“… (the sword) is by ancient tradition and association, a typical weapon of offence and defense and, hence, a fundamental right of the free man, the sovereign individual to wear it. All governments and rulers, whether ancient or modern, have insisted and do insist on their right to control and curtail the right of a citizen to wear arms. Indeed, in the final analysis, a government or the State is sustained and supported by organized power and the exclusive right of possession or arms, a citizen’s right to wear arms being conceded as only a permissive and licensed character. It follows from this that the measure of freedom to posses and wear arms by an individual is the precise measure of his freedom and sovereignty.â€

Sardar Kapur Singh, from Parasaraprsna, pp.107-108

As Sardar states, a state’s power comes through its ability to limit the use of weapons by its subjects. The right to carry weapons is one that is solely open to the state, and to state authorities. Citizens that wish to carry arms, are either not allowed to at all, or are severely restricted in this right, and forced to carry licenses, have to fulfill strict requirements, have severe restrictions placed on the type of weapons they may own, and are limited in how they may go about carrying their weapons. Without this right, a state loses its legitimacy, and its right to govern. And it is here that the true revolutionary aspect of wearing a Kirpan comes to the fore.

The wearing of swords by Sikhs was a direct affront to the Mughal regime. It was an open challenge to the state authorities. And that open challenge has lost none of its fervor or importance four hundred years later. The Sikhs have been promised independence from the Guru. It is our birth right as the Khalsa.

As Guru Gobind Singh says,

The Kirpan is our way of showing to the world that we as Sikhs will never bow down to any state authority. The Sikhs of the Guru recognize only one authority, and that is God. We recognize only one throne, and that is the Eternal Throne of the Timeless one, the Takht Akal Bunga Sahib. Our Kirpans are our passports of freedom.

The Kirpan is a tool of sovereignty. This can be best understood by the following quote of Guru Gobind Singh Sahib,

Religion is the key to life. Sovereignty is the key to religion, and as Guru jee states quite clearly, weapons are the key to sovereignty. Without weapons you can have no sovereignty, without sovereignty, religion cannot flourish, without religion, all is destroyed.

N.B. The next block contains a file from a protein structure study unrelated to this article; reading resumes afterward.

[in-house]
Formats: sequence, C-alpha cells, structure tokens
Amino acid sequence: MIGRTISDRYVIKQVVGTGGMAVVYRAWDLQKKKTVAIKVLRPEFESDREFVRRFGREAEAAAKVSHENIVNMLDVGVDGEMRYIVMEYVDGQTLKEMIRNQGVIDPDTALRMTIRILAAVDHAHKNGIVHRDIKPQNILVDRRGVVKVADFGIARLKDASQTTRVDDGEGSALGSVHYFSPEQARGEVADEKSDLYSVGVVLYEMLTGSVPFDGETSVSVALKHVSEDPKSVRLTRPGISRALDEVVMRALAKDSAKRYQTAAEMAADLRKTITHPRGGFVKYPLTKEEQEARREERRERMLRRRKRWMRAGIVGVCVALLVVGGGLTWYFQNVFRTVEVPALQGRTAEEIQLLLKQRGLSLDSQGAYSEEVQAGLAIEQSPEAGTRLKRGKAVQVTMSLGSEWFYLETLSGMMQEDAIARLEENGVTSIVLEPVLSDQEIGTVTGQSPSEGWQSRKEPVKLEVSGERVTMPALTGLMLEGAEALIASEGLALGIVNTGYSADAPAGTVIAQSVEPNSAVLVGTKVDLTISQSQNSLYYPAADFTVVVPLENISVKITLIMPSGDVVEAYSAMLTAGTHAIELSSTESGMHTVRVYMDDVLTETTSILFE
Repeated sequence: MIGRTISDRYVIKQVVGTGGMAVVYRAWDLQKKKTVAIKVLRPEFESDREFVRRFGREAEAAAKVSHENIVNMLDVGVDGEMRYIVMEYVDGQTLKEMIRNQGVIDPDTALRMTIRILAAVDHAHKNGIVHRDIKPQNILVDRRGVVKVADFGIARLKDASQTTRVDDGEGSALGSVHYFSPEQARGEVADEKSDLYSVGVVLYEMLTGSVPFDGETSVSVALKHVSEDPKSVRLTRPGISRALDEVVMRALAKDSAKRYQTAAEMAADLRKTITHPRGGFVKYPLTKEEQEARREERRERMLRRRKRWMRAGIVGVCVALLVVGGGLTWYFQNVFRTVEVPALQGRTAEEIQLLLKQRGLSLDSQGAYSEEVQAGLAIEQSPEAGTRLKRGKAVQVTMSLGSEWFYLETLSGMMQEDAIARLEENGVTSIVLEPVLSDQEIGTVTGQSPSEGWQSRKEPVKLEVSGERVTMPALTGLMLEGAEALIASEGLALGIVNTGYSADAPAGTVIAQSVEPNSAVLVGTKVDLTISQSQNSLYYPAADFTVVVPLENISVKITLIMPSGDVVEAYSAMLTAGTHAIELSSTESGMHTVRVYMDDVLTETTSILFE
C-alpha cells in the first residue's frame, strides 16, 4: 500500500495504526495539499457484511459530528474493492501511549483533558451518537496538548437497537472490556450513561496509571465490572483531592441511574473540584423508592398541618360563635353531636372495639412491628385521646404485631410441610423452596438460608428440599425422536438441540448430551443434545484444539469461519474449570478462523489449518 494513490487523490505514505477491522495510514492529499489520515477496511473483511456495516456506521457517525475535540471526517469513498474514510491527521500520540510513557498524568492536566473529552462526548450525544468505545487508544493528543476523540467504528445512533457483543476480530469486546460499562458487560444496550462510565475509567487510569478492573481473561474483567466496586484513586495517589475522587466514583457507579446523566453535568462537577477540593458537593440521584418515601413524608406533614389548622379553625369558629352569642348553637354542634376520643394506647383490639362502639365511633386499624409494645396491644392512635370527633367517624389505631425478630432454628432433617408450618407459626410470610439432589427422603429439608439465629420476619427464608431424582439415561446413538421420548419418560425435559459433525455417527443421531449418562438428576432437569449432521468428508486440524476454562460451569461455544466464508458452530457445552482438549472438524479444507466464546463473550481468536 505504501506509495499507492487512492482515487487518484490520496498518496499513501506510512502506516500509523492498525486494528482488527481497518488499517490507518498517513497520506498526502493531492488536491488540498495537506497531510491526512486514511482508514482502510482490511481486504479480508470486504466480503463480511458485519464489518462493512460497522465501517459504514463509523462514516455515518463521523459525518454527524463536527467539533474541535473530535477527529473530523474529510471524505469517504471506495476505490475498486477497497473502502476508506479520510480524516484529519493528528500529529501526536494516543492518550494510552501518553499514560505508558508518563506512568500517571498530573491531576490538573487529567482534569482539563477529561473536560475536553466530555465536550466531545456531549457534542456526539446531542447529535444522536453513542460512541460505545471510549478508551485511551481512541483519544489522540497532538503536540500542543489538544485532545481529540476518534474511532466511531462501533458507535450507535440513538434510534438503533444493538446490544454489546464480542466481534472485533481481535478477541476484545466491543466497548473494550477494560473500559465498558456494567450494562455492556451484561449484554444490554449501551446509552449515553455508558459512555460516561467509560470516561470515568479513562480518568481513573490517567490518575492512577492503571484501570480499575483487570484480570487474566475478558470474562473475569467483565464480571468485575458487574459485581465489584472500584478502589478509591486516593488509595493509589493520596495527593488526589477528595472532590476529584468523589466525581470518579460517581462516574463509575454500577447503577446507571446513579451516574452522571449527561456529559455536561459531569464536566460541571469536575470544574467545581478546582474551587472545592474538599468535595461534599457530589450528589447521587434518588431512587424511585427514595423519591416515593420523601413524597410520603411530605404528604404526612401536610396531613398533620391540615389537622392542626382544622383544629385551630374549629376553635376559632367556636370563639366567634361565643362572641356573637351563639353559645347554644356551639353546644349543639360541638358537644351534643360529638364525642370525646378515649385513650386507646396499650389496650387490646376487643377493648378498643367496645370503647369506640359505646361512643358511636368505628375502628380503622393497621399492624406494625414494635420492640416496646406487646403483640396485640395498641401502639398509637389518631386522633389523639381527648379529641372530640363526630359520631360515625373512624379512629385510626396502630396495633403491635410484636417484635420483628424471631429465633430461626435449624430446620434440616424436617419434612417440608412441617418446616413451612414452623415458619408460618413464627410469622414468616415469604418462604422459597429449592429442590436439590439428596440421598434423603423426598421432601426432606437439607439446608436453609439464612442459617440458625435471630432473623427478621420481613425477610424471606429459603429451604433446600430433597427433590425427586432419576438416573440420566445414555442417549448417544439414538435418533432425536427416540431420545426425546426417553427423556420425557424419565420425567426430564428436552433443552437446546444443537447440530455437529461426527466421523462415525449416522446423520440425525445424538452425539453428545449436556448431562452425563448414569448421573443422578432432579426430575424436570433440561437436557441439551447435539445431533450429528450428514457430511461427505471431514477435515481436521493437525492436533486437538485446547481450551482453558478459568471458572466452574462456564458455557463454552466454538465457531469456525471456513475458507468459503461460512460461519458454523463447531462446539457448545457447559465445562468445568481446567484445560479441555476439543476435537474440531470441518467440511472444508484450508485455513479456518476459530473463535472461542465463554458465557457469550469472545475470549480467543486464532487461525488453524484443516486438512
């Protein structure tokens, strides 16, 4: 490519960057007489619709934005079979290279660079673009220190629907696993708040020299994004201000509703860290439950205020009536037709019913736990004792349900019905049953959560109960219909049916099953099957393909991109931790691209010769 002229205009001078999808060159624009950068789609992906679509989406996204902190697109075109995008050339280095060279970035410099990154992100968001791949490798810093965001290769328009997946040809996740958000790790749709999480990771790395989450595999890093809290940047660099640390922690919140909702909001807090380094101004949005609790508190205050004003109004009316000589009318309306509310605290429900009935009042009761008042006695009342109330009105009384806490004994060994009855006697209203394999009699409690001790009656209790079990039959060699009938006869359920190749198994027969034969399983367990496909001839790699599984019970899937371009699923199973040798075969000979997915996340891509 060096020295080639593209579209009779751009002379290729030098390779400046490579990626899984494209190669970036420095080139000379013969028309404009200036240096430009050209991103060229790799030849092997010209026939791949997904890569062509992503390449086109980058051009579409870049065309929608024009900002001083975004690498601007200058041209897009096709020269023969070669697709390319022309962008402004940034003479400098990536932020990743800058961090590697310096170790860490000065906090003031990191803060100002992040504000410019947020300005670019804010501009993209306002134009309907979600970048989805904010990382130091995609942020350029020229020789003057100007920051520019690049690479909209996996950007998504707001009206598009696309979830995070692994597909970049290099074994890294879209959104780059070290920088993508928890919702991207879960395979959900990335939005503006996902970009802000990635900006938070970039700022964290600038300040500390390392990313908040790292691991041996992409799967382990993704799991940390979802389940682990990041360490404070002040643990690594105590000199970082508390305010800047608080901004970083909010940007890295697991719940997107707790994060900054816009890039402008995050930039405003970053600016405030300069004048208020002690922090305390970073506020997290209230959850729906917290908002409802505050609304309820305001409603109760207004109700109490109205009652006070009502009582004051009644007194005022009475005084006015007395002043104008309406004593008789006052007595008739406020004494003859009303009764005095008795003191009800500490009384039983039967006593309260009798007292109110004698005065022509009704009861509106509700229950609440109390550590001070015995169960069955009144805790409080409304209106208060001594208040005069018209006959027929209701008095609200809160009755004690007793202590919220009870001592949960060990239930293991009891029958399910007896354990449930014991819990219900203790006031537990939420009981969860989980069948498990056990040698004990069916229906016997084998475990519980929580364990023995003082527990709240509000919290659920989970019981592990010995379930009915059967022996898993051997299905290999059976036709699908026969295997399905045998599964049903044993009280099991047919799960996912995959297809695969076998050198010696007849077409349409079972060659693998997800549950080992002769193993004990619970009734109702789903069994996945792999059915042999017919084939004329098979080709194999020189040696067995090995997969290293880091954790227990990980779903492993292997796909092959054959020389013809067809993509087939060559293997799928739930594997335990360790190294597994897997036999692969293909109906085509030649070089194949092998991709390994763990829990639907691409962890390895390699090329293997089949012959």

The second lesson Guru Hargobind imparted to his Sikhs concerning the Kirpan is of a more practical concern.

Guru Hargobind was Guru for longer than any other, besides Guru Nanak of course. While he is mostly remembered in the minds of Sikhs as the warrior Guru, in actuality, he fought only four battles, all of them relatively minor in scope and early in his Guruship (their relevance to Sikh history and philosophy however are huge). After these battles were done with Guru Hargobind Sahib founded the city of Kiratpur Sahib, far off in Eastern Punjab in the Shivalik Hills, in the area now on the border between Punjab and Himachal Pradesh. This was a secluded area, far from the center of power in Punjab, Lahore, which his previous capital of Chak Ramdaspur (Amritsar) was extremely close to. This was a place free from threat and outside intervention and so, many Sikhs asked the Guru why Kirpans were still necessary to carry at all times?

Guru Hargobind told his trusted Sikh, the eminent Bhai Gurdas to answer the Sikhs’ queries for him. Bhai Gurdas gave three simple examples in the way of an answer. Here is one of them,

“When your house catches fire, do you go out and start digging a well, making a bucket, and fetching the water? Or do you make the well before hand, have everything ready and prepared, and therefore in case a fire does occur, you can easily go fetch water and put the flames out.â€

Bhai Sahib’s answer could not be more clear. You need to be ready to fight at any second. A threat is always imminent. Sikhs have a warrior culture and promote their warrior ideals in order to keep that ideal alive every generation. Even if Sikhs grow used to peace, which we never really do, since its only a matter of time until we face persecution again, we must be reminded that we are warriors, so that when a threat to freedom arises, we will be ready and prepared to strike it down quickly.